image: billy h.c.kwok

From The Economist

Millions of Chinese are venturing to the beach for the first time
China’s beach culture is a microcosm of society

A man with a giant tattoo of a carp jumping over a dragon is making a video of himself standing in the water, a green inflatable ring around his waist.
As he films, waves move up the shore and catch the black flip-flops he has left on the sand.
He grabs at one, but the water pulls the other out of reach.
It is 7am and the competition is on, selfie versus shoe.
The sandal floats out into the South China Sea.

On the shoreline nearby, several of the man’s high-school classmates are smoking.
Two of them sport matching flowery swimming trunks that they have just bought for 45 yuan ($6).
Last week the 18-year-olds drove six hours south to Shenzhen in southern China, a stone’s throw from Hong Kong.

Fortune-hunters from all over the country have tracked a similar path since 1978, when this rural backwater led the way in powering China’s growth.
Today, however, the streets of China’s most prosperous city are no longer paved with gold.
The economy is struggling.
But the tattooed man and his blossom-shorted friends are a different kind of pioneer.
Like millions of Chinese, they are making their first trip to the edge of their country—to sample the pleasures of the beach.

Mention of China’s coast is more likely to conjure visions of warships in the South China Sea or Taiwan Strait than sandcastles.
But the population’s growing enthusiasm for being beside the seaside also points to the changing relationship between state and society in China over the past 70 years.
Tiny pockets of the country’s 18,000km shoreline were first domesticated some 150 years ago, mostly by foreign colonialists, just as European beaches were becoming destinations for pleasure rather than simply medicinal sea-bathing or “taking the air”.
In the 1950s Mao Zedong rejected traditional imperial retreats for a summer getaway with top Communist officials at Beidaihe, near Beijing, once frequented by the British.
It was from there that the Great Leap Forward was launched in 1958.

Few Chinese had jobs as portable as party bosses, however.
In the West the dawn of mass travel saw holidaymakers jetting off to sunny shores at a time when most Chinese were tied to the land or factory.
Leaving the city became a punishment for intellectuals in the 1960s, not a sightseeing experience.
Even after restrictions on movement eased in the 1980s, urbanites typically used their one annual holiday to return home.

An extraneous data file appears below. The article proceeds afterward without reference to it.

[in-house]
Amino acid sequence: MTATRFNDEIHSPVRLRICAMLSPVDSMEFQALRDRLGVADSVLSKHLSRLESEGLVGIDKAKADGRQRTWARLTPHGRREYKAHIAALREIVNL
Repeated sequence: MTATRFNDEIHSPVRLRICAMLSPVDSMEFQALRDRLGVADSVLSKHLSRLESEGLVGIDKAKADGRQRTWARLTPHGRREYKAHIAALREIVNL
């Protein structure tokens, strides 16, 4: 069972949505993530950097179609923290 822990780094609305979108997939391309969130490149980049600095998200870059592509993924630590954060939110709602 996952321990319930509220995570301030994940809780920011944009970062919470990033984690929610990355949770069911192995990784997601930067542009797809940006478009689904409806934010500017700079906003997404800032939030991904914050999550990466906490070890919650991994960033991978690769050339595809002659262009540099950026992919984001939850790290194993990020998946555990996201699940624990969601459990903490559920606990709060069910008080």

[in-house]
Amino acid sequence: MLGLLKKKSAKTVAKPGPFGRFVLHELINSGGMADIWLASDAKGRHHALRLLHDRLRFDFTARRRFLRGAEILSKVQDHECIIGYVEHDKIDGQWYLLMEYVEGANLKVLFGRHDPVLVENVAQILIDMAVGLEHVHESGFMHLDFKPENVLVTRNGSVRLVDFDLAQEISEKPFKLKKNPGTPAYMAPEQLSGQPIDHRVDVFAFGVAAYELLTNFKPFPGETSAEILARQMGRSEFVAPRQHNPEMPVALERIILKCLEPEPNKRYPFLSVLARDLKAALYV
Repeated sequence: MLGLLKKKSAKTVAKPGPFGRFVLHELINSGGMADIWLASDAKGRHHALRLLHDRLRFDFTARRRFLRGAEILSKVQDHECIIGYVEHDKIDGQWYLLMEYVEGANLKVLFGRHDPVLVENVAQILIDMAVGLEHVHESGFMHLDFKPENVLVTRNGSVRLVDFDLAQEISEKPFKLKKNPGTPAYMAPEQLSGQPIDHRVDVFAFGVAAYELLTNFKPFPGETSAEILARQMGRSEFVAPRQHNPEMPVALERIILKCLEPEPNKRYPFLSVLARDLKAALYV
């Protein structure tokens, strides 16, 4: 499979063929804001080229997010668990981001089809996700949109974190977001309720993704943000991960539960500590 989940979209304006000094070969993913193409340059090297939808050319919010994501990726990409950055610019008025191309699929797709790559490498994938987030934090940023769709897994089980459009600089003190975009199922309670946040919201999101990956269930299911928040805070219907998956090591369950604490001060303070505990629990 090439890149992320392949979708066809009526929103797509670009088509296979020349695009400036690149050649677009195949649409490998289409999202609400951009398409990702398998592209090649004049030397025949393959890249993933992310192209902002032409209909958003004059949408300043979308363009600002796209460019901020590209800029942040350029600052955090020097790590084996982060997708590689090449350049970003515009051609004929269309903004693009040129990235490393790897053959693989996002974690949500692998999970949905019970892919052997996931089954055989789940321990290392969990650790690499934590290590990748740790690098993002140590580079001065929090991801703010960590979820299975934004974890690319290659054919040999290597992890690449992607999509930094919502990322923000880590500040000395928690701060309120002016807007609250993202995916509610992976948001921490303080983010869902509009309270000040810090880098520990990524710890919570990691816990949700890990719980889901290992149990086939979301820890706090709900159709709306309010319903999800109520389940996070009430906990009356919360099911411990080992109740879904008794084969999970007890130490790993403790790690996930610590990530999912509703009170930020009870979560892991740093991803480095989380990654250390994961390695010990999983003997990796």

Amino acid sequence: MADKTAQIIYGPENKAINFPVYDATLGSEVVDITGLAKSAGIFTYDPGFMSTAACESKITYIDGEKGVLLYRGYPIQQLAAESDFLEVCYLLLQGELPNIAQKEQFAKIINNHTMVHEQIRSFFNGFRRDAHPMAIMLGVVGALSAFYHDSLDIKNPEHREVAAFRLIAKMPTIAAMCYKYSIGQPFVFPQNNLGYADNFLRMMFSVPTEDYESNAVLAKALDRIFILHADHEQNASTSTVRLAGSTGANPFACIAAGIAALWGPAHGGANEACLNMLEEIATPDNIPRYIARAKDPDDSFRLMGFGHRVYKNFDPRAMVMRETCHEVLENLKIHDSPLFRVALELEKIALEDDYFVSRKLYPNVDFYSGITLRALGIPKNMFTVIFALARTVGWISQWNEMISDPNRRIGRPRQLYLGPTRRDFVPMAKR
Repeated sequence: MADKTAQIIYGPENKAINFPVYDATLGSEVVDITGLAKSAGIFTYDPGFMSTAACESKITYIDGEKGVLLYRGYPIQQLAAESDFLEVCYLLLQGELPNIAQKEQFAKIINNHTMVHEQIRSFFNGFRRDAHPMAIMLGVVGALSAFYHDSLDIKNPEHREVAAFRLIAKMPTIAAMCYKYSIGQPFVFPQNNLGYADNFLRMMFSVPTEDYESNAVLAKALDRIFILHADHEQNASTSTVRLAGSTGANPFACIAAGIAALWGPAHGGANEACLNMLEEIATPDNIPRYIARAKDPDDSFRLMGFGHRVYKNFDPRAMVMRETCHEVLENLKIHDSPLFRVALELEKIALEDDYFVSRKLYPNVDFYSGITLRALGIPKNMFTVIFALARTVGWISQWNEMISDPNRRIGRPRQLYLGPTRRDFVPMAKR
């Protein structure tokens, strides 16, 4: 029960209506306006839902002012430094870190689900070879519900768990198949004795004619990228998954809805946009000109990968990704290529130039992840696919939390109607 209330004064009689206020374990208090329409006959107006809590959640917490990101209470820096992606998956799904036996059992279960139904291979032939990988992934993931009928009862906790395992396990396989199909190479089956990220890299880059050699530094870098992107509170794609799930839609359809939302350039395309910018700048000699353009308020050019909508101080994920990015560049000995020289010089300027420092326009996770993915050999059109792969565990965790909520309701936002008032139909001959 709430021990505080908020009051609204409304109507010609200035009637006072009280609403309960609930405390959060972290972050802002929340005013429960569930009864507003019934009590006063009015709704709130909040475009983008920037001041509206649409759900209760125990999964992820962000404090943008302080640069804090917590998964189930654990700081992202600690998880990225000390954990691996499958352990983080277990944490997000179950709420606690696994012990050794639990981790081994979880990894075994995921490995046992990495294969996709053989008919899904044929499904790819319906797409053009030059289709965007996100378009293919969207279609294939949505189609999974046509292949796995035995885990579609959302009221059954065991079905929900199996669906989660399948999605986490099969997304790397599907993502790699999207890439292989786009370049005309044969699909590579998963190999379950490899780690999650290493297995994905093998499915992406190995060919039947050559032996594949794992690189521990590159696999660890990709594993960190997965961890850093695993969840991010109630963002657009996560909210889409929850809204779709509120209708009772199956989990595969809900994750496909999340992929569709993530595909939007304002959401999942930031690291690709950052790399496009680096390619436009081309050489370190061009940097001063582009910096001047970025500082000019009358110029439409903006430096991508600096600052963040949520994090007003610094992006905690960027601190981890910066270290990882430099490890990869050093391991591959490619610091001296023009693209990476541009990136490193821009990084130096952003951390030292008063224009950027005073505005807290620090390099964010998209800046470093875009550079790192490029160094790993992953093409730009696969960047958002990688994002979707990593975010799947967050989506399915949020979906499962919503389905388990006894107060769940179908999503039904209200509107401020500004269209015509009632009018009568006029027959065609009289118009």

Since then domestic tourism has taken off, boosted by speedy transport links and rising disposable incomes.
China’s beach culture was turbocharged by the pandemic, when socialising outdoors became desirable and those accustomed to overseas travel were forced to pursue their foreign-holiday practices at home.
Even the party seemed to approve.
When “Born to Fly”, China’s answer to “Top Gun”, was released in April 2023, it portrayed the fighter-pilot hero as a steely daredevil.
The evidence? His love of surfing.

The little white look

Yi Wangxia—her name means sunset—came to the beach to feel the “force of nature”.
The landscape is beautiful at Dameisha, “big plum sand”, says the 26-year-old, then leaps back as the water looms at her crisp white dress.
She recently passed a basic swimming test for her maritime-management course but is afraid to go in the ocean.
Nor will communing with nature involve eating seafood.
Chinese officials have stoked fears about contaminated fish since August, when Japan began releasing treated wastewater from the nuclear plant destroyed by a tsunami 12 years ago.

Those who do brave the water face little danger.
Mao swam the Yangzi river in 1966 to demonstrate his physical and political prowess as he launched the Cultural Revolution.
Decades on, however, the Chinese remain largely a nation of non-swimmers.
Apart from a dedicated troupe of dawn swimmers, most who venture into the sea at Dameisha wear inflatable rings—even the adults—and stay in the shallows.
A lifeguard smokes or shouts into a megaphone, less to save lives than to enforce the boundaries of a narrow rectangle of the water given over to swimming.